Car Maintenance Myths

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Taking proper care of your car keeps it running longer and more efficiently. Consequently, advancements in car manufacturing requires vehicles to be less dependent on car mechanics and more reliant on technology.

“Fuel prices are enough strain on the budget without unknowingly paying too much for car maintenance, “says Ellsworth Buck, Vice President of GreatFlorida Insurance, Florida’s largest independent car insurance provider.

Car maintenance guidelines vary depending on the make and model of your vehicle. However, experts agree, always use the car’s owner’s manual as your guide.

Listed are some long held maintenance myths you might believe that are no longer true.

MYTH: Get an oil change every 3,000 miles.

TRUTH: Most cars can go 5,000 – 7,500 miles before an oil change under normal driving conditions. See your owner’s manual recommendations.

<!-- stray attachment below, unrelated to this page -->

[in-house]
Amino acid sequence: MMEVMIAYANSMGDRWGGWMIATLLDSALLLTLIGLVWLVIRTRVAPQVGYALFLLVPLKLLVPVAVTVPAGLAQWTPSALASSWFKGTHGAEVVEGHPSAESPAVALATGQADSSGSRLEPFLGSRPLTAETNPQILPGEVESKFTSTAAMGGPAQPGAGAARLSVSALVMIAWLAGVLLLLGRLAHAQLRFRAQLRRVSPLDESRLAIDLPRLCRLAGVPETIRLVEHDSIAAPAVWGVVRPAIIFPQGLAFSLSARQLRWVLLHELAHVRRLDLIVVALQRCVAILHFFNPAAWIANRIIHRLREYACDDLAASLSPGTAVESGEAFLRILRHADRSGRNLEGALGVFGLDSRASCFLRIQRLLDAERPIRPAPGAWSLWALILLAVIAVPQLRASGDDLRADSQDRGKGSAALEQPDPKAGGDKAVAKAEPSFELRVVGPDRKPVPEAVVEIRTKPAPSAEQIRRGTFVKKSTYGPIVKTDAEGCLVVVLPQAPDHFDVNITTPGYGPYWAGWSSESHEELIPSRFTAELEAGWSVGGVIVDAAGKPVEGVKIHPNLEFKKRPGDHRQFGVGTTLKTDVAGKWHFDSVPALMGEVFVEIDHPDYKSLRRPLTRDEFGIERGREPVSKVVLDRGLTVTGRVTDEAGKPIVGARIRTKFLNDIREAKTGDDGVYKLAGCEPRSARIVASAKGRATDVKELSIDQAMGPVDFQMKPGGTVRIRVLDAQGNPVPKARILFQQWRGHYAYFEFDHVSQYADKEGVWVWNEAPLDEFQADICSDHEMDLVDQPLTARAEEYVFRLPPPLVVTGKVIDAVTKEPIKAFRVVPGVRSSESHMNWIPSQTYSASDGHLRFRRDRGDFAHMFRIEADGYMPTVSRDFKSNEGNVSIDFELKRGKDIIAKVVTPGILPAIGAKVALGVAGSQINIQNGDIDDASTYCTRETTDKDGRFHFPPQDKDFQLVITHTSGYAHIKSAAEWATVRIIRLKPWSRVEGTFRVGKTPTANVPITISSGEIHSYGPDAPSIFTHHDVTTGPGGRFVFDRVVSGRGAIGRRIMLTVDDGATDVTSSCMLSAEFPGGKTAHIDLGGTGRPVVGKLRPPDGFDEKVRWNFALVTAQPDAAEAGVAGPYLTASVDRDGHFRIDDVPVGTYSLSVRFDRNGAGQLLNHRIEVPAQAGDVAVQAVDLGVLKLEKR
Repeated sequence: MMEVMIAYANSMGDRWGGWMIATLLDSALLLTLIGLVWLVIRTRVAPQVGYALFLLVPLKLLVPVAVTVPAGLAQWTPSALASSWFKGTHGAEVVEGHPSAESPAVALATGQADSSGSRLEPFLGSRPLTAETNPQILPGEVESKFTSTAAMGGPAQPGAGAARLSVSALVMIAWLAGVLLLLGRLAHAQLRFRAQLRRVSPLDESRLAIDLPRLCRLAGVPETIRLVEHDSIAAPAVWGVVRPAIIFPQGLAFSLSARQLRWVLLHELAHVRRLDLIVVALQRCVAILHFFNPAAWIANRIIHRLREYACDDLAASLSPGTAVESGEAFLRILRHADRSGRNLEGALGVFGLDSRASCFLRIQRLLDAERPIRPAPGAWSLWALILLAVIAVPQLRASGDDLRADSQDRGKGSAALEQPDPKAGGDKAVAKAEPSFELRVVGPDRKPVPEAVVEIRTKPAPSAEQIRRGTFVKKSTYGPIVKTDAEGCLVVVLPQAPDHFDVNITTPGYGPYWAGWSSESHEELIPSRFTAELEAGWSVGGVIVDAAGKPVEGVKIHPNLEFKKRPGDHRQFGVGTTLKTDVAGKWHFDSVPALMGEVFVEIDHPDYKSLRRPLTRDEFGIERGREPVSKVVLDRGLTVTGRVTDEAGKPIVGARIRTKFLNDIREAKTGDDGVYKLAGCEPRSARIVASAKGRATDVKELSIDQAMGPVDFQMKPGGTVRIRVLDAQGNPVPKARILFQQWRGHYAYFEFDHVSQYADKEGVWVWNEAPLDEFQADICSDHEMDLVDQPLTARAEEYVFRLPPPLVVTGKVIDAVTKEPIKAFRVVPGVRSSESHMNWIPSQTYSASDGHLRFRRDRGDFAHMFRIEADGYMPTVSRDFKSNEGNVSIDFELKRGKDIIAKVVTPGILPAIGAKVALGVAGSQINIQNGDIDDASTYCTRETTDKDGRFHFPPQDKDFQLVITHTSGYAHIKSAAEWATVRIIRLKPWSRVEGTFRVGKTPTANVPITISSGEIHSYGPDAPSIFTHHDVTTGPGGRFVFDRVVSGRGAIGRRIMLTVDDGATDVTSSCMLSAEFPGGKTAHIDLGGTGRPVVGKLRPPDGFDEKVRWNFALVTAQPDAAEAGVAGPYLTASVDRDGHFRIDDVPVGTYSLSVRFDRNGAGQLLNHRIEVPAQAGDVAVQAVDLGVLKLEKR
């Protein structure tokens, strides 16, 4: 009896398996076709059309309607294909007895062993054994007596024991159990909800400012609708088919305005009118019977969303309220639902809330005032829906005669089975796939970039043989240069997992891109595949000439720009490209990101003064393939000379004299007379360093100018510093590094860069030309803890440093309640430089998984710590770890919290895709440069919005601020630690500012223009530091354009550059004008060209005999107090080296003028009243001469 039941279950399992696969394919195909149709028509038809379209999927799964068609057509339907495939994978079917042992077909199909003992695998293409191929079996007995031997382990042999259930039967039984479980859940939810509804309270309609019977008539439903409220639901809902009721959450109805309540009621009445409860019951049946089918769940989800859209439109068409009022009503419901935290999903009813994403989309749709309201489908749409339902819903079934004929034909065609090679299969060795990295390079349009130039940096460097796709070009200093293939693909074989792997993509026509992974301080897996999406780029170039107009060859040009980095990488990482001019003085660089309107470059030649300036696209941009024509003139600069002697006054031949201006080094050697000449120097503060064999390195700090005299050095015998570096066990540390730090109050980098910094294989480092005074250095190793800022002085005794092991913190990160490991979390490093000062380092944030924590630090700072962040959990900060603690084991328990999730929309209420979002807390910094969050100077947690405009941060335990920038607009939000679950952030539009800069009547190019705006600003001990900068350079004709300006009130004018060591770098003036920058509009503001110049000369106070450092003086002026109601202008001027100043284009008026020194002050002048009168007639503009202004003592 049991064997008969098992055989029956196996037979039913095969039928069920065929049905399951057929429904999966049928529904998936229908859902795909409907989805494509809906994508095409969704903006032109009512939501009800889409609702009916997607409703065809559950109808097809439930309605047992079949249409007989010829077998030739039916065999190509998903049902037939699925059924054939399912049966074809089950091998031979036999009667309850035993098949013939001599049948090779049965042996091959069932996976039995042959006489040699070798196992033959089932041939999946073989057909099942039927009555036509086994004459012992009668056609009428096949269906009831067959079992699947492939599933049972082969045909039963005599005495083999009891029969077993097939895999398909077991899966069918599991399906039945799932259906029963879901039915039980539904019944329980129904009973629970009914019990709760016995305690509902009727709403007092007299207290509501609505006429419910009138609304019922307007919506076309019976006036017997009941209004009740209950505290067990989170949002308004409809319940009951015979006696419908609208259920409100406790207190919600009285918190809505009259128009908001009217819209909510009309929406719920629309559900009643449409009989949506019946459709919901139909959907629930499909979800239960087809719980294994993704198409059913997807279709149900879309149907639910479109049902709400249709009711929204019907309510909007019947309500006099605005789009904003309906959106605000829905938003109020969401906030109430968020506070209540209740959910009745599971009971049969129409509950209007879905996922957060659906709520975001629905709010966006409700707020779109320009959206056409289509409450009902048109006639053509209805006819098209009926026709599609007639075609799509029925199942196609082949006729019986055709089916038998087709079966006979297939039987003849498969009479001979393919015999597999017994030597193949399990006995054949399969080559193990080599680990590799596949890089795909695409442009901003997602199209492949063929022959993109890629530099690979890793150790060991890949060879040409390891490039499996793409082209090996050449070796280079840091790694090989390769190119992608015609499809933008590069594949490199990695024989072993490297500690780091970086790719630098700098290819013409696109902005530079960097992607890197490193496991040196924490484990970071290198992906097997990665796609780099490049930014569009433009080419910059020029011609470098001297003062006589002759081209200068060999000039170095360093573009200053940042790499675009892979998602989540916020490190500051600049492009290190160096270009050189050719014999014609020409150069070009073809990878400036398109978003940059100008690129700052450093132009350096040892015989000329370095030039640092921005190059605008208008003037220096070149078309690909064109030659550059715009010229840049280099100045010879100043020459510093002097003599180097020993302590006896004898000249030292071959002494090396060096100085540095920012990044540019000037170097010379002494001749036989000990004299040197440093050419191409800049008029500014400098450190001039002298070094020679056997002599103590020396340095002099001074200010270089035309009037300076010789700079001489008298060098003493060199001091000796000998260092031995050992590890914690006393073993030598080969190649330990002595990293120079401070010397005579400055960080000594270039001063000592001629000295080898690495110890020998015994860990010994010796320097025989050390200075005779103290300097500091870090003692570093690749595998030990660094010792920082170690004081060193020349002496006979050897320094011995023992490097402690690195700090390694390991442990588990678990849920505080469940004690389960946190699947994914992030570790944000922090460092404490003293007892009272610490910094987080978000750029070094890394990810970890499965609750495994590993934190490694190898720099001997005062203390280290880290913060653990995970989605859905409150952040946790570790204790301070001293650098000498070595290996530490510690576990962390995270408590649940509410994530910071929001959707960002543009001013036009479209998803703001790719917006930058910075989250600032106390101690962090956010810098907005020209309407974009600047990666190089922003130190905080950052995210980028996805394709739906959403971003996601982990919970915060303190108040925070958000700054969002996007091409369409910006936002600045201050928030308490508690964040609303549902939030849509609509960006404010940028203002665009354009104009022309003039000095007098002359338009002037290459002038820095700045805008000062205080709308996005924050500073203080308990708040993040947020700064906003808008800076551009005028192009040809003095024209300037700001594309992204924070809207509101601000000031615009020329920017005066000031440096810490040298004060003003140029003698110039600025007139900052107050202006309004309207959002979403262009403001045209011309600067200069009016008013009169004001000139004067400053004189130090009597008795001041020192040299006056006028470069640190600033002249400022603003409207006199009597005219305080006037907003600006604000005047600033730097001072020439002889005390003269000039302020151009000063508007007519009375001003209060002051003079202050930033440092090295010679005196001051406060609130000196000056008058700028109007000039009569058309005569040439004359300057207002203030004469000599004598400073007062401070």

MYTH: Flush the transmission fluid.

TRUTH: Most cars don’t require this for 25,000 – 50,000 miles. Many new vehicles use fluid that never needs replaced or doesn’t need replaced until 100,000 miles according to AAA.

MYTH: Mileage boosting additives and devices.

“Plenty of fuel and oil additive products claim to improve fuel efficiency,” says Buck with GreatFlorida Insurance, Florida’s leading independent car insurance agency.

TRUTH: They do not work. The EPA reports after extensive testing, “Don’t be fooled by these erroneous claims.”

MYTH: A/C system recharge

TRUTH: If your air conditioning is blowing cool air, it is fine. Most modern A/C systems do not require a recharge unless there is a problem with the system.

MYTH: Purchase premium fuel.

TRUTH: Does your car say premium fuel is “required” or “recommended?” Edmunds reports, to reduce emissions, “most major brands of gasoline have plenty of additives in all grades to both protect engines and cut pollution.” If it is recommended and the driver gets regular, the car’s performance could suffer slightly, but no damage would be done to the engine.